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Biopolymer structures with a single-walled carbon nanotubes framework for the restoration of heart tissue

Alexander Yu. Gerasimenko1,2, Uliana E. Kurilova1, Olga E. Glukhova3,2
1 National Research University of Electronic Technology MIET, Shokin Square 1, 124498 Zelenograd, Moscow, Russia
2 I.M. Sechenov First Moscow State Medical University, Bolshaya Pirogovskaya street 2-4, 119991 Moscow, Russia
3 Saratov State University, Astrakhanskaya street 83, 410012 Saratov, Russia


Myocardial infarction is one of the most harmful diseases of the cardiovascular system. Effective treatment is aimed at creating 3D scaffolds that filled with living cells and implanted in the desired area. One of the most effective ways to create such scaffolds is 3D laser printing. In this regard, the aim of our work is to create a method for the formation of biopolymer electrically conductive structures for cell and tissue engineering. Carbon nanotubes have dimensions close to those of the main components of the natural extracellular matrix, their mechanical properties are similar to the properties of protein structures. Therefore, using a given configuration of nanotubes, it is possible to ensure the structure of composites, which is similar to the structure of biotissues. Biopolymers were used as matrices for composites: proteins — albumin and collagen, and amino sugar — chitosan. Albumin performs the function of transferring biologically active substances. When added to the composition of implants, it performs binding functions. Collagen is the main protein of connective tissue. Collagen fibers have high strength due to the close arrangement of the polypeptide chains, this allows tissue elasticity. Aminosugar chitosan is a powerful sorbent of natural origin. The absorbing base of chitosan is crustacean chitin (linear polymer). Single-walled carbon nanotubes (SWCNT) were used as a reinforcing filler of a matrix of biopolymers. The average diameter of SWCNT was 1.4-1.6 nm, length ~ 0.3–0.8 μm. We produced homogeneous aqueous dispersions from biopolymers and SWCNT. The concentration of nanotubes was 0.1-0.001 wt.%. Albumin with a concentration of 25 wt.% and collagen, 1 wt.%, as well as the chitosan, 2 wt.%, were added to the aqueous dispersion of SWCNT.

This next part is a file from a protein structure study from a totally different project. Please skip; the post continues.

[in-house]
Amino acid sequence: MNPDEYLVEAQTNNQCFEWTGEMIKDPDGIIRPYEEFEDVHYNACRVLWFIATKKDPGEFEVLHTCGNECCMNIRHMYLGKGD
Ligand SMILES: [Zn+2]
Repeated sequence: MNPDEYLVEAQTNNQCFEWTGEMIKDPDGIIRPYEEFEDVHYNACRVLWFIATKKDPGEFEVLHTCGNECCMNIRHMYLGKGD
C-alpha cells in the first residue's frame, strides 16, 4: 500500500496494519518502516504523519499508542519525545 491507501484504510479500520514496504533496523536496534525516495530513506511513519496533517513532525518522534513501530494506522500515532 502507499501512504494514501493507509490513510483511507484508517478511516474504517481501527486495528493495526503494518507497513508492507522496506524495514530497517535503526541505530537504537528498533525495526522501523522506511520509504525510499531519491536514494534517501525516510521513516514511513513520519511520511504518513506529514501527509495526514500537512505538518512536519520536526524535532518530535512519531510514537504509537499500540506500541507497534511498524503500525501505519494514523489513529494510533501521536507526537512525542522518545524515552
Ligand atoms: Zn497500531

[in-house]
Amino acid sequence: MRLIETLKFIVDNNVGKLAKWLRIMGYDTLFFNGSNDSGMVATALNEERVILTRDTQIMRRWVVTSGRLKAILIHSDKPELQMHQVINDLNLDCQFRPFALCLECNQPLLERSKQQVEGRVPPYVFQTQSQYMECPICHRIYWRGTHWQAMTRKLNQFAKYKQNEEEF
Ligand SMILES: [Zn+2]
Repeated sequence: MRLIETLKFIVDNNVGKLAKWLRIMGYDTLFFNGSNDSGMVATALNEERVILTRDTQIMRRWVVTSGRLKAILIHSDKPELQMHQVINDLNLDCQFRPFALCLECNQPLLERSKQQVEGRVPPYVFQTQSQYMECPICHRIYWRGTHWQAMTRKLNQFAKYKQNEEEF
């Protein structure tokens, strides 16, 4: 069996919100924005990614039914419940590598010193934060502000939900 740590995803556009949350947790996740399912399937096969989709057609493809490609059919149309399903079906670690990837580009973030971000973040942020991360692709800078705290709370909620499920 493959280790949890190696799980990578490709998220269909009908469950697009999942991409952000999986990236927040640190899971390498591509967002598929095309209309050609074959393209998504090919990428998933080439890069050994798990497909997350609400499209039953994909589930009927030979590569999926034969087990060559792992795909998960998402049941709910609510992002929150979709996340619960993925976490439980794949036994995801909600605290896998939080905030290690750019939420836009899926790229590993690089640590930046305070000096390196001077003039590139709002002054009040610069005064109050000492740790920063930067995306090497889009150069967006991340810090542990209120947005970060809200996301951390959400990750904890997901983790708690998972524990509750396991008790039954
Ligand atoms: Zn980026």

Further, these dispersions were deposited layer by layer on a substrate and irradiated with laser radiation. We developed a laser setup that generated pulsed laser radiation. Laser radiation was moved along the dispersion layer using mirrors of a galvanometric scanner. The trajectory of the focused radiation was set by a computer model. As a result of irradiation, a phase transition from liquid to solid (rubbery) form occurred and a series of layers of albumin, collagen and chitosan with SWCNT were formed. We controlled the temperature with a thermal imager. We did not allow the dispersion to increase above 80 Celsius degrees.
We found out a mechanism for the functionalization of SWCNT by biopolymer molecules inside a structures. We determined that SWCNTs covalently bind to oxygen atoms of surface amino acid residues of biopolymers. The internal and surface SWCNT nanostructures were studied using SEM and AFM. We observed a branched tree structure of a carbon nano framework. The formation of C–C bonds occurred in the regions of defects of neighboring SWCNTs in the framework upon laser heating. It was found that the diameter of SWCNT increased by several nm due to their functionalization with biopolymers. The composites had a bimodal pore distribution: 1-5 and 100-200 microns. Such porosity of composites is necessary, on the one hand, for innervation and vascularization, and, on the other hand, for the penetration of cells into them. The presence of a carbon nano framework inside the nanocomposite provided an electrical conductivity of about 1 S/m. We demonstrated better cell viability (fibroblasts, mesenchymal stem) on composites than on control coverslips. It was achieved due to a significant degree of cell adhesion to composites with a special structure. We also demonstrated electrical stimulation of cell growth using the developed device. Cells grew much faster on the surface of composites when we passed electrical signals through them. This study was supported by the Russian Science Foundation, Project No. 20-49-04404.

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Alexander Gerasimenko
National Research University of Electronic Technology MIET / I.M. Sechenov First Moscow State Medical University


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